Midjourney’s describe tool takes an image as input, then generates four text prompts, reversing the usual process.
Naturally, people use this feature to recreate the essence of photos and images that were not originally generated by an AI. There are not any restrictions from Midjourney beyond the usual terms of service, so you can use it on AI images, photographs, and art.
Midjourney’s describe can also be fuel for inspiration, studying prompts of a particular style. Just as traditional artists can suffer from blank canvas syndrome, an AI artist could struggle to find the words to describe a photo.
How to use describe
Midjourney makes generating descriptions just as easy as creating images. Instead of typing “/imagine” to create a photographic or artistic rendering with Midjourney v4 or v5, you enter “/describe” to start the text description process. This takes place on Midjourney’s Discord channel.
Since an image is needed to proceed, Midjourney provides a drop-zone to drag in an image from your computer. Hit the enter key to send the job to the AI and await a notification that the description is ready.
You’ll get four text prompts, including descriptive words, styling details, and aspect ratio. The aspect ratio is computer-like in its pixel-accurate precision, reporting my 16:9 image as 504:283.
You can click the four buttons below the generated text prompts to send any to image generation, and a window opens, allowing refining the prompt before you submit it.
Unexpected uses for describe
Midjourney’s describe could also be a great companion for writers. When you struggle to find the perfect adjectives to paint a picture with words, a photograph uploaded to MidJourney can come to the rescue.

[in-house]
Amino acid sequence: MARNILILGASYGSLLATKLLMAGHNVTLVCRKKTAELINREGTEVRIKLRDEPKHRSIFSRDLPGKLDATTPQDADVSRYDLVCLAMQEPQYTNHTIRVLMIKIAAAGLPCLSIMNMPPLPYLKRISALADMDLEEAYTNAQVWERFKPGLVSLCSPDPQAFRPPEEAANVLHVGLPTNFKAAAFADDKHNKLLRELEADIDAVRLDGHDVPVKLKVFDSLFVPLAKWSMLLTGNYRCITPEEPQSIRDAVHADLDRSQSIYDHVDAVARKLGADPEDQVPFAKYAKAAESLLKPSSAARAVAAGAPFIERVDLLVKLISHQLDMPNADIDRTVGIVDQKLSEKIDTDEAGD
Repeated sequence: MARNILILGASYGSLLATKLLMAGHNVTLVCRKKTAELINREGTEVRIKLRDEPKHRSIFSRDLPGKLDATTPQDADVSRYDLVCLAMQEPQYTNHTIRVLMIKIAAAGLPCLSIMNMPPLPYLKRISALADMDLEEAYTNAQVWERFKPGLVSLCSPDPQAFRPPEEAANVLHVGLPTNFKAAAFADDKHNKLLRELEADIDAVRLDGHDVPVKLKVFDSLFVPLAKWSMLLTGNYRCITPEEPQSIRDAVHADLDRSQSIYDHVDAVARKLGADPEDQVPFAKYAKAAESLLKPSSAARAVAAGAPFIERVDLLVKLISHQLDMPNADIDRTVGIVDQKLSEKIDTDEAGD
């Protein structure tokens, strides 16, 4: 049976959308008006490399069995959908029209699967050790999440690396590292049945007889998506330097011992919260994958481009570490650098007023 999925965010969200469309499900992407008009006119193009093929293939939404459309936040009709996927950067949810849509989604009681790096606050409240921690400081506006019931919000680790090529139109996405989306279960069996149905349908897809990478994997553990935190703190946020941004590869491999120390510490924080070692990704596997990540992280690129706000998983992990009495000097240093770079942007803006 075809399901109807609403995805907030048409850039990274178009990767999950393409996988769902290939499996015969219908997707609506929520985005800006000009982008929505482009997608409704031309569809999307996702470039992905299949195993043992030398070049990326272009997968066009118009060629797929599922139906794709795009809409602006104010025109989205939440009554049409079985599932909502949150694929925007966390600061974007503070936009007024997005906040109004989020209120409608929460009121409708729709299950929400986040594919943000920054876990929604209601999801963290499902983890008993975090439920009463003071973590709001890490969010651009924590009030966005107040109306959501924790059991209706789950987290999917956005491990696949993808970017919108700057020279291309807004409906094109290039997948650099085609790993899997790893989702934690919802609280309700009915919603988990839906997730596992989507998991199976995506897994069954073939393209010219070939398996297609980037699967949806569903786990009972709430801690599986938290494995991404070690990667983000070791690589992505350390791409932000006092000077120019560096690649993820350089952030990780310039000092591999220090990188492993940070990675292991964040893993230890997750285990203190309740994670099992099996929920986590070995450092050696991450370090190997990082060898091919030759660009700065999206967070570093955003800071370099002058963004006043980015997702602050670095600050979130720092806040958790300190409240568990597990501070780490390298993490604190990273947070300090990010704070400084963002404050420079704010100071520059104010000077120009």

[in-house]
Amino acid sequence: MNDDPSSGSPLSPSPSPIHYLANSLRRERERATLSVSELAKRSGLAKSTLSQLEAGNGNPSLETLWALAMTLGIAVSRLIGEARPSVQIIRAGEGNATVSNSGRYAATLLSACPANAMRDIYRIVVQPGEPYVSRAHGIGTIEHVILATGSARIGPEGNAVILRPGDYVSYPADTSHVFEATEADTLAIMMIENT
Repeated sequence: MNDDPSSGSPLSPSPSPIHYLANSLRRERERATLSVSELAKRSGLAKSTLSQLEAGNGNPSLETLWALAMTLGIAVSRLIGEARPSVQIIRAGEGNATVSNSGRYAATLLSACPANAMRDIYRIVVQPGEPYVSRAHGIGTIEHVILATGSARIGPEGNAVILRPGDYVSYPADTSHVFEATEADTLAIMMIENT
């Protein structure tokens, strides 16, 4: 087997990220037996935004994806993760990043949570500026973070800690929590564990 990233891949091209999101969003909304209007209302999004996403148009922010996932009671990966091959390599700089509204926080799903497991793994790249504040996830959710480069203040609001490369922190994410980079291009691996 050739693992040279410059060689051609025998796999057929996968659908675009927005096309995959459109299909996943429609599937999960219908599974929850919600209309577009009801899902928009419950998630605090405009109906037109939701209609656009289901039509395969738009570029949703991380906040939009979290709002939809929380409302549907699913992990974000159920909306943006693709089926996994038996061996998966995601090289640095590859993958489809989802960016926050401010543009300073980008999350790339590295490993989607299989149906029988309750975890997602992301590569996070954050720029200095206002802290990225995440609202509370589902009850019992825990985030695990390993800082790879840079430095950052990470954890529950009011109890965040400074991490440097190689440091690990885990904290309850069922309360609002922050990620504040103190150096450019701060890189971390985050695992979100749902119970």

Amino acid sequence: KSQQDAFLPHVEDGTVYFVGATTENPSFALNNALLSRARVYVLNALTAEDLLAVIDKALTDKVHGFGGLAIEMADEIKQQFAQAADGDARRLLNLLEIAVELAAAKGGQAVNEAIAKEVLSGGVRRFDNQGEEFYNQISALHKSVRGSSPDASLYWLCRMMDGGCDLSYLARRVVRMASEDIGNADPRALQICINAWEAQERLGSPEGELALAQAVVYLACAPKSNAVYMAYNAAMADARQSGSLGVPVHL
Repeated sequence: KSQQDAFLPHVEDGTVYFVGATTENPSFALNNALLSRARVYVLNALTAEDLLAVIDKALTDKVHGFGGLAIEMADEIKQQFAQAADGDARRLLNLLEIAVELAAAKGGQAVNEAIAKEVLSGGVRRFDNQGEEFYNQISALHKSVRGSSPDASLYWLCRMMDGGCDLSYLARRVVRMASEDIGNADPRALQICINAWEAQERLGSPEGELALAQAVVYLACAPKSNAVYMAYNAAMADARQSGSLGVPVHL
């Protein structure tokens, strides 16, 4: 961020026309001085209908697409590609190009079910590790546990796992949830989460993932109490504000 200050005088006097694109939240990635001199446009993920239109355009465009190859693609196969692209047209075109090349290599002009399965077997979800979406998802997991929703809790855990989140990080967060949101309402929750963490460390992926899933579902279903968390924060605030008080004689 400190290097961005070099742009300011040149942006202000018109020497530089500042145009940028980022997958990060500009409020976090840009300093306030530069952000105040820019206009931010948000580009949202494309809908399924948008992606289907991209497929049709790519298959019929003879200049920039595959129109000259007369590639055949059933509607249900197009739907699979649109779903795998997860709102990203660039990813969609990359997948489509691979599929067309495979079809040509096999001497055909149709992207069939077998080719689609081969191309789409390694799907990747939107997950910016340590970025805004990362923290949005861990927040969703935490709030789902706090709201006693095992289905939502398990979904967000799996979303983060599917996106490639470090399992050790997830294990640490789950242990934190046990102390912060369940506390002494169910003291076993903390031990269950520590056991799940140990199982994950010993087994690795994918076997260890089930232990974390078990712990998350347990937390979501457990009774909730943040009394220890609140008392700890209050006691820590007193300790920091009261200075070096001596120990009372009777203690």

Just be aware that Midjourney returns text prompts that include buzzwords like “palewave,” “cranberrycore,” and “icepunk,” along with names of artists, photographers, and authors.
The unusual “core” and “punk” words may or may not be useful, depending on your writing style; however, when the names of people are provided, they’re clickable links that open a Google search for convenience. The results could lead you to more sources of inspiration.
Using a nice photo by Ross Burgener, described as “Aurora australis dancing over an LED illuminated igloo giving a blue tinge to the color of snow,” Midjourney recognized the aurora borealis, suggested artist Qlexis Gritchenko and photographer Nathan Wirth. Descriptive words included “polar iceberg,” “luminous skies,” and “ethereal sculptures.”
Midjourney announced the new feature on April 3, but the describe and show channel already has plenty of great examples.
Note that Midjourney’s describe does use credits, just like image generation, so use it wisely. Midjourney’s free generation is no longer available.